The western United States is increasingly threatened by landscape-level changes such as alterations in precipitation patterns, heightened wildfire incidence and intensity, and increased use of ground and surface water resources by a growing human population. Watershed restoration practitioners seek to address these threats using a variety of techniques such as gabions, check dams, one-rock dams, and cross vanes. Research has shown the positive effect of these structures on the hydrology of a watershed, but less is known about the ecological effects. Field data collection provides highly detailed information about changes in species composition and vegetation structure but is resource intensive and limited both spatially and temporally. In contrast, satellite imagery is easily available, allows for the analysis of whole landscapes, and in limited cases can provide decades of acquired imagery.
Using the Landsat archive, watershed restoration projects that started in the 1990s and earlier in the San Bernardino watershed along the United States-Mexico border have been studied, showing the effects of restoration extend at least 5 kilometer downstream and 1 kilometer upstream of a restored area. The scale captured by satellite imagery allowed for analysis of a cross-border watershed that would have otherwise required tackling the logistical challenges of an international field study. Additionally, the extensive archive of Landsat imagery allows analysis of this restoration, which did not have any scientific monitoring effort included as part of the project. With higher spatial resolution imagery, such as that provided by the Sentinel-2 platform, the location of individual structures can be monitored for vegetation response in addition to the larger landscape. Sentinel-2 imagery will be used to assess recently completed restoration projects across southeastern Arizona and determine the effects of restoration on multiple scales across the landscape.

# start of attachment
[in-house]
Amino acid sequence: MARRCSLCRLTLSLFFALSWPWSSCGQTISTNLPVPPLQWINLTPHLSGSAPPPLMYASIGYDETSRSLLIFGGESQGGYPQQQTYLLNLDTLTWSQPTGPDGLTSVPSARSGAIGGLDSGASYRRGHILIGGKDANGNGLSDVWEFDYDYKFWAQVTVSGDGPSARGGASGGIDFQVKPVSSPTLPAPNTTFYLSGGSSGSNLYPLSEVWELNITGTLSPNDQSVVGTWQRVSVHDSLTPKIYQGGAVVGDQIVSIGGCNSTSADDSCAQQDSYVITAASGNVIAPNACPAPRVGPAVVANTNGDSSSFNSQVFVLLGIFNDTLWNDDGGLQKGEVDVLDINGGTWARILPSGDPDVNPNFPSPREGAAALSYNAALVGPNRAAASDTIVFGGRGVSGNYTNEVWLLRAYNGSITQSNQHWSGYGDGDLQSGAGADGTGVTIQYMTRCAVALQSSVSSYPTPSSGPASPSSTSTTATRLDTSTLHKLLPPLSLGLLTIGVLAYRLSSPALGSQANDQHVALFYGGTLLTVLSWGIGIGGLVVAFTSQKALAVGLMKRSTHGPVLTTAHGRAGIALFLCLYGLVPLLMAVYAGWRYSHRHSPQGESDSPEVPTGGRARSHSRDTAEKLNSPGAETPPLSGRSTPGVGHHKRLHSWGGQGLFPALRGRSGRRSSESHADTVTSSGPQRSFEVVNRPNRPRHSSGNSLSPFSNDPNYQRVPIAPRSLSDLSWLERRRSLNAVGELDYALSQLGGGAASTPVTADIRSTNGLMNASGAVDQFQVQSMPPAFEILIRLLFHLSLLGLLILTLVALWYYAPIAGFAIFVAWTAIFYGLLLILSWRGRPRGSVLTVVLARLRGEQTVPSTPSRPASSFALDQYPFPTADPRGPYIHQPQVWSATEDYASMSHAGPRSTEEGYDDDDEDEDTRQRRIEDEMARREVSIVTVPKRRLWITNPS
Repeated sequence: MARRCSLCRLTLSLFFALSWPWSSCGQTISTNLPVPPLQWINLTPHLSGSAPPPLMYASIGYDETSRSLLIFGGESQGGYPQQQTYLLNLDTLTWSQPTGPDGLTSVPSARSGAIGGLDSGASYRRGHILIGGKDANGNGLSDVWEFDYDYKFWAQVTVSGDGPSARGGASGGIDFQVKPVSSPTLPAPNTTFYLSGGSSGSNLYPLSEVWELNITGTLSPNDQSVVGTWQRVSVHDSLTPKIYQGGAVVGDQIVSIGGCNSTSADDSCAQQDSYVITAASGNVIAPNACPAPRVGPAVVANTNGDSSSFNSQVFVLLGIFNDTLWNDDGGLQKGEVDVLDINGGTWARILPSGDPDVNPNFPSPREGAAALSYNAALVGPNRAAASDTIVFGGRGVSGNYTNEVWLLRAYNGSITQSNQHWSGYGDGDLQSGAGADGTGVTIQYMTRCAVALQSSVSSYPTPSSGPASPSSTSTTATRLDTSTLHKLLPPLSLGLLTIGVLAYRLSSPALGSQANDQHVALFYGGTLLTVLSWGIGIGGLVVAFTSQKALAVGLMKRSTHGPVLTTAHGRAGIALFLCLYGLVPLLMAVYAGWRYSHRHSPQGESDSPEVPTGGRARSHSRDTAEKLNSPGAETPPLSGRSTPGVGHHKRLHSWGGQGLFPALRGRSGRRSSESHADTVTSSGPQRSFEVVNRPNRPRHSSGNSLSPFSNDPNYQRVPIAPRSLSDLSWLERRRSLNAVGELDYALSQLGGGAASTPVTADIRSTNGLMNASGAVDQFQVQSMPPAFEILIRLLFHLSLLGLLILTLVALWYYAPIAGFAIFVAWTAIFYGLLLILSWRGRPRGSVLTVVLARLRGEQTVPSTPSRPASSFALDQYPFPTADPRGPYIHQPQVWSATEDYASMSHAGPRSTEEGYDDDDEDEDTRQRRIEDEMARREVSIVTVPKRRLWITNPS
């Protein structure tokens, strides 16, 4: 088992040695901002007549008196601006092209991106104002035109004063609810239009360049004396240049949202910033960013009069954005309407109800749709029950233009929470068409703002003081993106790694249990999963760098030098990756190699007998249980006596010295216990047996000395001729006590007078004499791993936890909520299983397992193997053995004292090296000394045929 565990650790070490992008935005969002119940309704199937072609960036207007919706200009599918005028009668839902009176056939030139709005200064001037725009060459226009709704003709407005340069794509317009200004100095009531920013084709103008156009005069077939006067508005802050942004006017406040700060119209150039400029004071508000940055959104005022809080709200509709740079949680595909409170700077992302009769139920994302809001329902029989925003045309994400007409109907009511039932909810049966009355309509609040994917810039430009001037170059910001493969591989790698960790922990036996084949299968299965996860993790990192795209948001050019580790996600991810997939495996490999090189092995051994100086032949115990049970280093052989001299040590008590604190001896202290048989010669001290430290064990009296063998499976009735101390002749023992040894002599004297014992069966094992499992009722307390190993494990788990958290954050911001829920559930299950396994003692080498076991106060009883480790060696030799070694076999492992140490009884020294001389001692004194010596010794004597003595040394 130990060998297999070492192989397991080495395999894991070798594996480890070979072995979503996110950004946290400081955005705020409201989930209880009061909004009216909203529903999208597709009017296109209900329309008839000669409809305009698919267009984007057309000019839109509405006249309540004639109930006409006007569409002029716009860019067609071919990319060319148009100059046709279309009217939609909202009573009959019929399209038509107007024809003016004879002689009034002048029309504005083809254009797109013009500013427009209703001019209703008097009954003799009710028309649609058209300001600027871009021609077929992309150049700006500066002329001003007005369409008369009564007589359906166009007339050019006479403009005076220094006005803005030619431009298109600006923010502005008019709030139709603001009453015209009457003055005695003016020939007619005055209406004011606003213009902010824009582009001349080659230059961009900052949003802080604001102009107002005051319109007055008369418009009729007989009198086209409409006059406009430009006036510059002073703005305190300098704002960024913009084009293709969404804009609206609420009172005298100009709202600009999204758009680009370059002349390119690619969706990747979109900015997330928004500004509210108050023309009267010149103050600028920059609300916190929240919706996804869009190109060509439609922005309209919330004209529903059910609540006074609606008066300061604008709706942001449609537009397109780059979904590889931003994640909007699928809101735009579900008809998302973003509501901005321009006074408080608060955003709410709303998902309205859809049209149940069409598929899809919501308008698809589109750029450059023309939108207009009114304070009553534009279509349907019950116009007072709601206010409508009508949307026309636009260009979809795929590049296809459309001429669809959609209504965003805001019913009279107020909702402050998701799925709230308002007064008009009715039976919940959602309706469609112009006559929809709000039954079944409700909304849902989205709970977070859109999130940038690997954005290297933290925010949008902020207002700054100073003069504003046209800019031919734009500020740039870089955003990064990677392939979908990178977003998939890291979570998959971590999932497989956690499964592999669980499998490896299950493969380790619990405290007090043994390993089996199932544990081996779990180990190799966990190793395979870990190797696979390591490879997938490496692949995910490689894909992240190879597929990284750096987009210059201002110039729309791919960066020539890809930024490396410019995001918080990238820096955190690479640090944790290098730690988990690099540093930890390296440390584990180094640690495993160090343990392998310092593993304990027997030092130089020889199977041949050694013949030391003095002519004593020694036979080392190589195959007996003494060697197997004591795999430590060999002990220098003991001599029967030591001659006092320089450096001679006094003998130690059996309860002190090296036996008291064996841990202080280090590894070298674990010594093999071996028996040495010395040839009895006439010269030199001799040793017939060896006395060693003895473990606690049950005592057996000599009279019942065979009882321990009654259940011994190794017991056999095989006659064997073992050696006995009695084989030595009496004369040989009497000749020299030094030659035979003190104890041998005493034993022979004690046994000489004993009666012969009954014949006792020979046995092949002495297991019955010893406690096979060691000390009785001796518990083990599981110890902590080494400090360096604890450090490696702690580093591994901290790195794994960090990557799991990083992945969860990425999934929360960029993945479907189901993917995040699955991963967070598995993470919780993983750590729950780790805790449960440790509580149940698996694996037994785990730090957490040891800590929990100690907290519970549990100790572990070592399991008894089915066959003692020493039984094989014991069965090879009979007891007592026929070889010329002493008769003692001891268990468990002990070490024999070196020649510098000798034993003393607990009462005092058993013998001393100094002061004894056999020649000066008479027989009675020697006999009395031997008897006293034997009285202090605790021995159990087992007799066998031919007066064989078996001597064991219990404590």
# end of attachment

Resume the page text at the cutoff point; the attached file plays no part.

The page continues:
Satellite imagery is also a fantastic tool for communicating scientific concepts to a broader community because this type of visual representation of the Earth’s landscape is intuitively understood by the general population. Even false-color images, where bands other than the traditional red-green-blue are used in the image, can be understood easily because of the familiarity people have with satellite and aerial imagery.
Landsat imagery, converted to a false-color image (RGB: NIR – NDVI – Red), was used to create a time-lapse video of the effects of restoration in the San Bernardino watershed that was shared on social media platforms and within the local communities.
Top: San Bernardino watershed true color image from Landsat 8. Bottom: San Bernardino watershed false color image from Landsat 8. The imaged area is 17 x 13 miles.